A Grosses Gewächs of this stunning quality could easily evolve for over 20 years, and in some cases, these beauties can last a lot longer as Riesling is known as one of the longest lived wines that make liquid gold old bones.

Don’t Know What You Need Until You’ve Had It

It is a natural tendency to want to move towards the things that seem to suit us and move away from those things that fall outside our comfort zone. It is like falling in love, or even better, finding someone to share our life with… sometimes that person who doesn’t have any of our “check boxes” filled is exactly the person who will challenge us in the ways we need to be challenged and help us to live a much more fulfilling life.

It is the same for wine. If we don’t realize that Riesling is just a general title that is not capable of truly expressing the complete range of flavors, textures, weights and dimensional qualities it encompasses then we miss out on something that could have been pretty special. If we get stuck in the mind set that the Mosel should only produce off-dry wines, leaving the dry styles to regions like the Rheingau, then we miss out big time, and possibly miss out of one of the most memorable wines of our lives.

***To learn more about this #winestudio session, as well as the subsequent German sessions that I missed, here’s a link to a post by fellow blogger Dallas Wine Chick, ‘Deciphering the German Riesling Puzzle and Why You Should’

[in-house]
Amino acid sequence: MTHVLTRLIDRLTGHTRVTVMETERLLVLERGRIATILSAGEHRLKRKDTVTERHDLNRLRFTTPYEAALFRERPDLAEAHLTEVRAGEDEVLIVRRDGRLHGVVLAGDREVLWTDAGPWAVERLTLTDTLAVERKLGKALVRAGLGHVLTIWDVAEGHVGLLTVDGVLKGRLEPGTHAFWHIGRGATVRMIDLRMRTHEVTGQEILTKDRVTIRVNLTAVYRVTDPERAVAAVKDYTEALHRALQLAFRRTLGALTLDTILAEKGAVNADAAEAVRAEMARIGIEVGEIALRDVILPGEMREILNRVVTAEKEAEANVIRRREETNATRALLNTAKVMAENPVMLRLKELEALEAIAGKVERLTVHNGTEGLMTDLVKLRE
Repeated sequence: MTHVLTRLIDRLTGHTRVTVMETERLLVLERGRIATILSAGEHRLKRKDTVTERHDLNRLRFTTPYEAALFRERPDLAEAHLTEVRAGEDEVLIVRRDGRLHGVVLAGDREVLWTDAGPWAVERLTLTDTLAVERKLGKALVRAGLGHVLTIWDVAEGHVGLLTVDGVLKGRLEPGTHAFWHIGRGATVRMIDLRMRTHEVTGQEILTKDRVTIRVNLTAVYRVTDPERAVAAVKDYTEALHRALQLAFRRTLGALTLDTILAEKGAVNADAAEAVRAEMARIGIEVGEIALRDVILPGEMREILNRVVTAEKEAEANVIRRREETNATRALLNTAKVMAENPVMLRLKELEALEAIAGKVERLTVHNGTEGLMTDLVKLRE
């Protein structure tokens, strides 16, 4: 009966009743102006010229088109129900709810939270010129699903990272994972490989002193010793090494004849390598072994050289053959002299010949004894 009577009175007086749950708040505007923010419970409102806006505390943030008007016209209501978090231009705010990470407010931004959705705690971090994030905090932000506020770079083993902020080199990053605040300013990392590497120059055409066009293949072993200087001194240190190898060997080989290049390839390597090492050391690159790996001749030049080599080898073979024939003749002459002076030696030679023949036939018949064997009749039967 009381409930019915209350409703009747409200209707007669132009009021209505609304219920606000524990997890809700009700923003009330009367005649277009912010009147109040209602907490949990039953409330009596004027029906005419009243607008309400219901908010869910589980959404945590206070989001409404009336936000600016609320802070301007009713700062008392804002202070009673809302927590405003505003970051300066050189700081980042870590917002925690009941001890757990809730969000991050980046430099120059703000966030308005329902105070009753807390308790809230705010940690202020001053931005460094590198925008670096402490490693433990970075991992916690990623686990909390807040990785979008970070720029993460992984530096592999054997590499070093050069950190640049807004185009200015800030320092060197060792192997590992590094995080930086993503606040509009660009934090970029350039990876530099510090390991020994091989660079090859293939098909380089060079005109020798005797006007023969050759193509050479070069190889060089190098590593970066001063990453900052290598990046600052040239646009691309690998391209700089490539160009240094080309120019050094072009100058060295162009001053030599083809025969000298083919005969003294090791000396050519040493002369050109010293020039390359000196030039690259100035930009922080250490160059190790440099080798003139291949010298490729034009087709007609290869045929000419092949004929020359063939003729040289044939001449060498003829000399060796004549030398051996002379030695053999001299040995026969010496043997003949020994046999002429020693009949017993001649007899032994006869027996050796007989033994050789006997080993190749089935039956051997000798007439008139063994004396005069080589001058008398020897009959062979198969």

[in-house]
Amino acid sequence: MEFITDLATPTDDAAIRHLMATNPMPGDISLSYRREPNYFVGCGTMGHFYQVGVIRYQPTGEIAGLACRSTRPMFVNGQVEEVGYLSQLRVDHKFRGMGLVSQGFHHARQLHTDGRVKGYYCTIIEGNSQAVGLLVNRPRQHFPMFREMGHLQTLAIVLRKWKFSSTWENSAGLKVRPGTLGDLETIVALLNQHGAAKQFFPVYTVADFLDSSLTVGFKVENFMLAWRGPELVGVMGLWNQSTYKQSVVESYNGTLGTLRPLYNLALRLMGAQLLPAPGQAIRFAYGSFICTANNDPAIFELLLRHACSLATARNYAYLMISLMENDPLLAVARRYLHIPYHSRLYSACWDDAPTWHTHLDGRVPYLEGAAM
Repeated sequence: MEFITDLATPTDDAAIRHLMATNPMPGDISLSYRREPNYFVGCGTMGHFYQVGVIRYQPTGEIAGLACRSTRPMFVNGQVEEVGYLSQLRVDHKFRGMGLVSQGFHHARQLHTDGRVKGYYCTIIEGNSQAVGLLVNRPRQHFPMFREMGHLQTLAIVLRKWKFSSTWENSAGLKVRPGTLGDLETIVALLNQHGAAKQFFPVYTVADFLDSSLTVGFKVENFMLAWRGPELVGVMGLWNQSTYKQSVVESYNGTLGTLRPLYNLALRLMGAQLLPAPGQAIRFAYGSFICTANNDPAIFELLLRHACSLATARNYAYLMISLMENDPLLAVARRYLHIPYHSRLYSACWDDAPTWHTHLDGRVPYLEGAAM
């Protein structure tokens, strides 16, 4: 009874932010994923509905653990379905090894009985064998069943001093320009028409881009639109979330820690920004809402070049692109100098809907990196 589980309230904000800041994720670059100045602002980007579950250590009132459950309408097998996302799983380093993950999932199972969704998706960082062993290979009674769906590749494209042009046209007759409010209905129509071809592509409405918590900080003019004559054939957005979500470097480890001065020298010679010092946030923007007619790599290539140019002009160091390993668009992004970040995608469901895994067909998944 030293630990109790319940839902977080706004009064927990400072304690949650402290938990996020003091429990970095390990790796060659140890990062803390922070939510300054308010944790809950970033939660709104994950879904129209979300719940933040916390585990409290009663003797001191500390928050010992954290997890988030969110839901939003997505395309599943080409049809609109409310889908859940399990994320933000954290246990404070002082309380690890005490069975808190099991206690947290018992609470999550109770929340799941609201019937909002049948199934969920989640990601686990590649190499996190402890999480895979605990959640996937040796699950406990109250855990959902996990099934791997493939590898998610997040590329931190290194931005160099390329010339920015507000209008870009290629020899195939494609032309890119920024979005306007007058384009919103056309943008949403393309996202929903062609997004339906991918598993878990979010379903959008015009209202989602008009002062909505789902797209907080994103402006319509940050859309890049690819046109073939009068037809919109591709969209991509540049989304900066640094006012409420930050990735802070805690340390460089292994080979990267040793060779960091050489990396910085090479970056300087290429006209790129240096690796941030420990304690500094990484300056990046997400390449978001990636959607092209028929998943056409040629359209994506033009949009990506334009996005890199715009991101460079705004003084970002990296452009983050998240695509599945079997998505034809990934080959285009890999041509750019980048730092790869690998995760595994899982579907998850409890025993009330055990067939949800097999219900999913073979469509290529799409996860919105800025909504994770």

2015 Karthäuserhof Riesling Ruwer, Mosel, Germany: 10% abv and 41.5g/l residual sugar. This off-dry wine is so pretty that it hurts. Pristine nose of white lilies and acacia with juicy white peach on the palate and a hint of stony minerality on the finish. Why does it hurt? Because it is so damn pretty the bottle won’t last long!

2009 Karthäuserhofberg Riesling Grosses Gewächs, Mosel, Germany: 12.5% abv and 7.4g/l residual sugar. I refer to this wine as ‘seemingly dry’ because although it does have a tiny amount of residual sugar, the high amount of acidity makes it a dry wine because it tastes dry. Actually, if there were no residual sugar, the wine would have been off balanced instead of perfectly exquisite. A single vineyard Grosses Gewächs (top-level dry ‘trocken’ Riesling) from the Mosel region of Germany. An excellent vintage for richness which is shown in the broad, rich body yet it is nimble and energetic with mouthwatering acidity that is lifted by the exhilarating flavors of lemon peel, blood orange and slate-y goodness throughout the long, laser-like finish.

Legend of the labels: Even though unconfirmed, the legend goes that a previous steward of the estate had an affair with a woman who lived near by. They would frolic around the river by both their homes and he would place the bottles in the water to keep cool. As one would guess, the river would wash away the labels. After the gentleman’s wife asked him why she found some of their labels in the river, he decided to change the location of the labels to the neck of the bottles, which allowed them to stay put as they were cooling in the river. And so, since tradition is tradition, the family kept it that way. Well, I must say, it is very convenient to chill these bottles in an ice bucket as the labels stay intact. This is especially true considering the fact that I used my Coravin to sample the 2009 Grosses Gewächs as I know it will only get more amazing with time.